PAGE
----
The roles of anti-GM1 complex antibodies in autoimmune neuropathies

Meehan, Gavin Robertson (2015) The roles of anti-GM1 complex antibodies in autoimmune neuropathies. PhD thesis, University of Glasgow.

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Anti-ganglioside antibodies have been implicated in autoimmune neuropathies
for several decades. They are thought to elicit injury through binding to sites in
the peripheral nervous system, where they activate the complement pathway to
induce cell death. Patient serum is therefore regularly screened for these
antibodies to aid in the diagnosis of various conditions. Recent work has found
that complexes composed of gangliosides and other glycolipids can improve the
detection of these antibodies beyond the signals detected to the single
ganglioside species.
In MMN research, complexes comprised of GM1 and GalC have been found to
significantly enhance antibody detection in patient sera. In certain patients,
however, antibody binding was only detected against these complexes and not
the single antigens. This led some researchers to hypothesise that an
unidentified class of antibody may have arisen that binds specifically to a neoepitope
formed by the combination of the two glycolipids. It has also been
hypothesised that that this complex may be the true target of immune mediated
attack in MMN.
This thesis sought to address this hypothesis by either cloning these antibodies
directly from patient serum or through active immunisations with mice. Analysis
of previously generated human monoclonal antibodies indicated that their
behaviours were modified by complexes containing particular gangliosides or
glycolipids. Furthermore, the antibodies behaviours were found to diverge, when
they were screened against complexes comprised of gangliosides and different
concentrations of accessory lipids. These findings suggested that the accessory
lipids were interacting with the ganglioside headgroups to modify the
presentation of different binding epitopes. This indicated that conformational
modulation, rather than neo-epitope formation, may be responsible for complex
Cloning antibodies from patient sera was unsuccessful but examination of the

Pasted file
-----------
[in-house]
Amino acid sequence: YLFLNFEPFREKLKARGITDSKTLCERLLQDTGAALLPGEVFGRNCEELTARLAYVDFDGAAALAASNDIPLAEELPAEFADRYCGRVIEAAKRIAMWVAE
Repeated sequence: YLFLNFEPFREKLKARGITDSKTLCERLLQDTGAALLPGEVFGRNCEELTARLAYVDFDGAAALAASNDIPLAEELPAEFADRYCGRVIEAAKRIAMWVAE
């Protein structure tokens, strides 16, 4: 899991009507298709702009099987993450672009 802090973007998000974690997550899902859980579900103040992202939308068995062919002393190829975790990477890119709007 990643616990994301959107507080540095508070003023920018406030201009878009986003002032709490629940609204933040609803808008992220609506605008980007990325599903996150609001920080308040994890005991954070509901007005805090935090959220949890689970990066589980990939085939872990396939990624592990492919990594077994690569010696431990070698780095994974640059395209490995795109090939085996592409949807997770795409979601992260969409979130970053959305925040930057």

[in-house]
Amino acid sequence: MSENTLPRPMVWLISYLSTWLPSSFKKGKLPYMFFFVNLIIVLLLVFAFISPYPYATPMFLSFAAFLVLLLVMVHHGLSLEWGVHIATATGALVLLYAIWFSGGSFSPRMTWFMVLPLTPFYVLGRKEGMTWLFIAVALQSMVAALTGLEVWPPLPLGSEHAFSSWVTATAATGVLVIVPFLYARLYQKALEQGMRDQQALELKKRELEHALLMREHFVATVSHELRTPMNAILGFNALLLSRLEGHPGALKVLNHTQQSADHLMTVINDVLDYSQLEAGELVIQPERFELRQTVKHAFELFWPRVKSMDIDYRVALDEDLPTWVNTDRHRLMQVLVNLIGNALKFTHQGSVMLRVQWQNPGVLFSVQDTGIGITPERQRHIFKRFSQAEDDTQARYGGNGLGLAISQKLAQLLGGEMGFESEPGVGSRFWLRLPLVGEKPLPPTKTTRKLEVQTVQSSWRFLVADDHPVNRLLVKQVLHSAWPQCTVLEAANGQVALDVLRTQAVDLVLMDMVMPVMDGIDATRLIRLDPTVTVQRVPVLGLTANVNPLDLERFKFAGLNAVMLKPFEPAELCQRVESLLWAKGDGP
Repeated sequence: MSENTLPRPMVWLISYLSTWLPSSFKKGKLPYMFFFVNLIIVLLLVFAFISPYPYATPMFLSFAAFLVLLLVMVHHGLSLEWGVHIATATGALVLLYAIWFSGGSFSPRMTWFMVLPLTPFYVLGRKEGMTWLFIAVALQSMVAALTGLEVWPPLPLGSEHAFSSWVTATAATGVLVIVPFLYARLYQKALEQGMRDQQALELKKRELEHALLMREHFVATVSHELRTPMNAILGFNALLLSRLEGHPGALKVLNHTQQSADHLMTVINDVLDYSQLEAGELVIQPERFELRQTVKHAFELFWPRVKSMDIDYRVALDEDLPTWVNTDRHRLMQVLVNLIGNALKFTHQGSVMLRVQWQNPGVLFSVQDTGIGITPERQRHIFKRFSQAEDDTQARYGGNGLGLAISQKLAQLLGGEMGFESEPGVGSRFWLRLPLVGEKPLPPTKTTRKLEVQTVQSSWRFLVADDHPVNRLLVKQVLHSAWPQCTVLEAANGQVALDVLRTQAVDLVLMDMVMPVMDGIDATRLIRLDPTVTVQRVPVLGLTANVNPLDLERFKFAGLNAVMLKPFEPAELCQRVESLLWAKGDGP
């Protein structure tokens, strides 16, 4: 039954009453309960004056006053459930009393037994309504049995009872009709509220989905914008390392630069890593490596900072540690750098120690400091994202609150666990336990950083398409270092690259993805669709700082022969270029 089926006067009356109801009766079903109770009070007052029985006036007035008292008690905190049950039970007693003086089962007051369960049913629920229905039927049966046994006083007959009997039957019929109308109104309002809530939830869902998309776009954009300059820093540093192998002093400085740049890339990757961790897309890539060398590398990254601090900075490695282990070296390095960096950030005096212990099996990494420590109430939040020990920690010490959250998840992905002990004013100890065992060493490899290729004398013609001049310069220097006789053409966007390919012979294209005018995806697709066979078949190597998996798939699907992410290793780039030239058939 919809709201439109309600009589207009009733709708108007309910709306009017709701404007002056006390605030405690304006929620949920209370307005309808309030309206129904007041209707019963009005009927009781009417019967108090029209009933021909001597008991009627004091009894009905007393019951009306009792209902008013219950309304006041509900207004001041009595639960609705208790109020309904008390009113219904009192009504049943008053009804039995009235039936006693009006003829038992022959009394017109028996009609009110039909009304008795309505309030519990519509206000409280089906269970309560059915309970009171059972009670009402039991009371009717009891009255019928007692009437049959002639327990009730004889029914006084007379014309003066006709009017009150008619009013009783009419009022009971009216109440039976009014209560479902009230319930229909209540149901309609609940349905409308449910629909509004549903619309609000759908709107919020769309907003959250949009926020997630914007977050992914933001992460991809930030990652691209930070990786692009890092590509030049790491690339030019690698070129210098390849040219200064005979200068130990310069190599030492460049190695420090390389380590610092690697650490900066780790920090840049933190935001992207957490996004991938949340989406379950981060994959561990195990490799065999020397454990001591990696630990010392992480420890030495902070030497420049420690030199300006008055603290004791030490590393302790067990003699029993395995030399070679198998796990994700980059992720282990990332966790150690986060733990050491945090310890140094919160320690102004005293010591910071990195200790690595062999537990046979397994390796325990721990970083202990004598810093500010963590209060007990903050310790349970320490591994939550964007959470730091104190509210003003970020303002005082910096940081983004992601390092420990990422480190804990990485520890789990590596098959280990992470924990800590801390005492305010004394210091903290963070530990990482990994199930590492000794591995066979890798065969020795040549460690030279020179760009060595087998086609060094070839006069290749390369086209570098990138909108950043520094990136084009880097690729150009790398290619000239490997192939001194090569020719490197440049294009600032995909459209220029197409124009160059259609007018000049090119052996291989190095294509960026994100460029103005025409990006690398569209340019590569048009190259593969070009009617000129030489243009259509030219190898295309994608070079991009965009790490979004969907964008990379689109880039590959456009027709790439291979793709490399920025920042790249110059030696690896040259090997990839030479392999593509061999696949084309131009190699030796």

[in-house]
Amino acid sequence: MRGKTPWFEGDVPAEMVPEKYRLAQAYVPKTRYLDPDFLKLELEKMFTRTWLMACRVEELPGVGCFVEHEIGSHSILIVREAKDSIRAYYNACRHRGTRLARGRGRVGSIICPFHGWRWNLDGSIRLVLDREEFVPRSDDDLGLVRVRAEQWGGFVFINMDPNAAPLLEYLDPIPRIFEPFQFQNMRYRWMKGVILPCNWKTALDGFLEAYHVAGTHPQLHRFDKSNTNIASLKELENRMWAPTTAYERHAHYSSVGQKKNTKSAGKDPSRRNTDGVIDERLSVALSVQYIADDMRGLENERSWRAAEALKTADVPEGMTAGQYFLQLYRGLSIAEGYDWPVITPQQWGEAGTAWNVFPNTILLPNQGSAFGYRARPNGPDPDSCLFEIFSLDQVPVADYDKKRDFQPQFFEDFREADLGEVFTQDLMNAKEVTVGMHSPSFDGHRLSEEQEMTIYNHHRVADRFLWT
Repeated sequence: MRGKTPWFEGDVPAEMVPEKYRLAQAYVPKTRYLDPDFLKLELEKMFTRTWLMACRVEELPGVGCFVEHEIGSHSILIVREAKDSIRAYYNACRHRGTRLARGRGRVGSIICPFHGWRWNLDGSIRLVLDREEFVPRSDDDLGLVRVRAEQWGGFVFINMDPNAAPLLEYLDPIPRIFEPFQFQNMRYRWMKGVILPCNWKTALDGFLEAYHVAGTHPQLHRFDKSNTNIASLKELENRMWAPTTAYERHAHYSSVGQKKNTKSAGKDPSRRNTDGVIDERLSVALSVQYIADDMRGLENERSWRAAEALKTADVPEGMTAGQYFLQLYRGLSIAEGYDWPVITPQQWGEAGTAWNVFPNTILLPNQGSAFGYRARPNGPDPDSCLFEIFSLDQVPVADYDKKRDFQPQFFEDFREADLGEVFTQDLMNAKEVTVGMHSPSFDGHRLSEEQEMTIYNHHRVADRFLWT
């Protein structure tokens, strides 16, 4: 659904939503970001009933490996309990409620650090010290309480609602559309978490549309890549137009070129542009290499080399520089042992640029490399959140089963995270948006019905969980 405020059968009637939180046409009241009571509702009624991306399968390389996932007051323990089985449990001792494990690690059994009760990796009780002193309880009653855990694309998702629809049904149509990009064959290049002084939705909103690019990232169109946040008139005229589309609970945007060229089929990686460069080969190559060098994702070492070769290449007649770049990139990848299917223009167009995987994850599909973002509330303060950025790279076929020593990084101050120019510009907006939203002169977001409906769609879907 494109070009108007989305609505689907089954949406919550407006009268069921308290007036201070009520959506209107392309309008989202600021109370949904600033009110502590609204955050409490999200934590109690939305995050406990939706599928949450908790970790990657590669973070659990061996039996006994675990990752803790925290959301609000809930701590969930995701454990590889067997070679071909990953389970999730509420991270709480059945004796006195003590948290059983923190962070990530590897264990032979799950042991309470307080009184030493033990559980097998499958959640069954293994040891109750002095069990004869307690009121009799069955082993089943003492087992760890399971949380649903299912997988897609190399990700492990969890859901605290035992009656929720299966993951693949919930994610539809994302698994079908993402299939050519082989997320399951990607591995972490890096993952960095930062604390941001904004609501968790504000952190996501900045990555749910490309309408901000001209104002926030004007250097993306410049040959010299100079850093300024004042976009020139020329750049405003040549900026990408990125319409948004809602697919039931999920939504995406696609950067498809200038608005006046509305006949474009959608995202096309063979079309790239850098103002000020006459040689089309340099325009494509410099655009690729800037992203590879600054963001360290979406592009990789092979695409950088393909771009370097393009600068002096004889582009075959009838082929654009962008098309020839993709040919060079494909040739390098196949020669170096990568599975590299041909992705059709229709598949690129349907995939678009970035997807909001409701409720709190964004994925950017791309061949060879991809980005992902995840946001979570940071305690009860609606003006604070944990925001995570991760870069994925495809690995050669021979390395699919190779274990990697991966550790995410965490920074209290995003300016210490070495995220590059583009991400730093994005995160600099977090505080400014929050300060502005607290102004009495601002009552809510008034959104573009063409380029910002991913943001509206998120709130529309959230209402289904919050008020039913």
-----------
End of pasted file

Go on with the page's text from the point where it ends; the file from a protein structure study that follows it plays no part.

screening techniques suggested that the appearance of complex-dependent
antibodies may have been an artefact. Attempts to induce complex-specific
responses in mice were similarly unsuccessful but several anti-ganglioside and
anti-sulfatide antibodies were created. The subsequent chapters focused on the
characterisation of these antibodies and indicated that most of them bound well
to solid-phase assays, cells and tissue and may therefore be of use in future
Taken together, the data from this thesis suggests that complex-dependent
antibodies may not exist but are merely low concentrations of anti-ganglioside
antibodies that are cis-enhanced by particular lipids. Future work should
therefore focus on assessing how the ganglioside microenvironment modifies
epitope presentation and how this affects the binding capabilities of antiganglioside

Item Type: Thesis (PhD)
Qualification Level: Doctoral
Keywords: Autoimmune, neuropathy, multifocal motor, sulfatide, GM1, ganglioside, Guillain-Barre syndrome, antibody, complex, concentration, dependent, independent, BO1, BO3, BR1, DO1, SM1, WO1, GAME, GAME-M2, GAME-M5, GAME-M6, GAME-M7, GAME-G1, GAME-G3
Subjects: Q Science > QR Microbiology > QR180 Immunology
Colleges/Schools: College of Medical Veterinary and Life Sciences > School of Infection & Immunity
Funder's Name: Guillain-Barre Support Group of the United Kingdom (GUILL)
Supervisor's Name: Willison, Professor Hugh
Date of Award: 2015
Depositing User: Mr Gavin Robertson Meehan
Unique ID: glathesis:2015-7145
Copyright: Copyright of this thesis is held by the author.
Date Deposited: 10 Mar 2016 12:00
Last Modified: 25 Mar 2016 13:39

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